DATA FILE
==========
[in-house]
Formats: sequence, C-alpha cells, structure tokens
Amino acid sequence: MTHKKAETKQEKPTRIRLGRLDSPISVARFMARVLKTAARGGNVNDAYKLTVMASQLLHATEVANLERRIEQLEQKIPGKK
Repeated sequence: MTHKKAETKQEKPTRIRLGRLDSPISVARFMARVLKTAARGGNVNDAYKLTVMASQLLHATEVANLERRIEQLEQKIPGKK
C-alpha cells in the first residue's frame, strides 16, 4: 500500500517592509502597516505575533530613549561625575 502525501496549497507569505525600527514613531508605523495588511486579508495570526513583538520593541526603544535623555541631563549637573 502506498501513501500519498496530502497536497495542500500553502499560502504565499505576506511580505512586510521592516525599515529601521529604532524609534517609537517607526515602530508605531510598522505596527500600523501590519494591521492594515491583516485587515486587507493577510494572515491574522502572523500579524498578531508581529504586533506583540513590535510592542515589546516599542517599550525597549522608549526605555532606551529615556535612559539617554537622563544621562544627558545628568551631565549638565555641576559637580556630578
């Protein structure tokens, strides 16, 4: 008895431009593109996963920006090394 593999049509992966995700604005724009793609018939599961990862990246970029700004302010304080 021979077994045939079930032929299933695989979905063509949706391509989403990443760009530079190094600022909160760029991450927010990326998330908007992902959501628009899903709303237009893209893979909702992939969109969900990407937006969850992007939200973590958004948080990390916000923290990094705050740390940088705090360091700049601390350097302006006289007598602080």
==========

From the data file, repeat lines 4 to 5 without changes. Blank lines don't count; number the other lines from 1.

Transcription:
Repeated sequence: MTHKKAETKQEKPTRIRLGRLDSPISVARFMARVLKTAARGGNVNDAYKLTVMASQLLHATEVANLERRIEQLEQKIPGKK
C-alpha cells in the first residue's frame, strides 16, 4: 500500500517592509502597516505575533530613549561625575 502525501496549497507569505525600527514613531508605523495588511486579508495570526513583538520593541526603544535623555541631563549637573 502506498501513501500519498496530502497536497495542500500553502499560502504565499505576506511580505512586510521592516525599515529601521529604532524609534517609537517607526515602530508605531510598522505596527500600523501590519494591521492594515491583516485587515486587507493577510494572515491574522502572523500579524498578531508581529504586533506583540513590535510592542515589546516599542517599550525597549522608549526605555532606551529615556535612559539617554537622563544621562544627558545628568551631565549638565555641576559637580556630578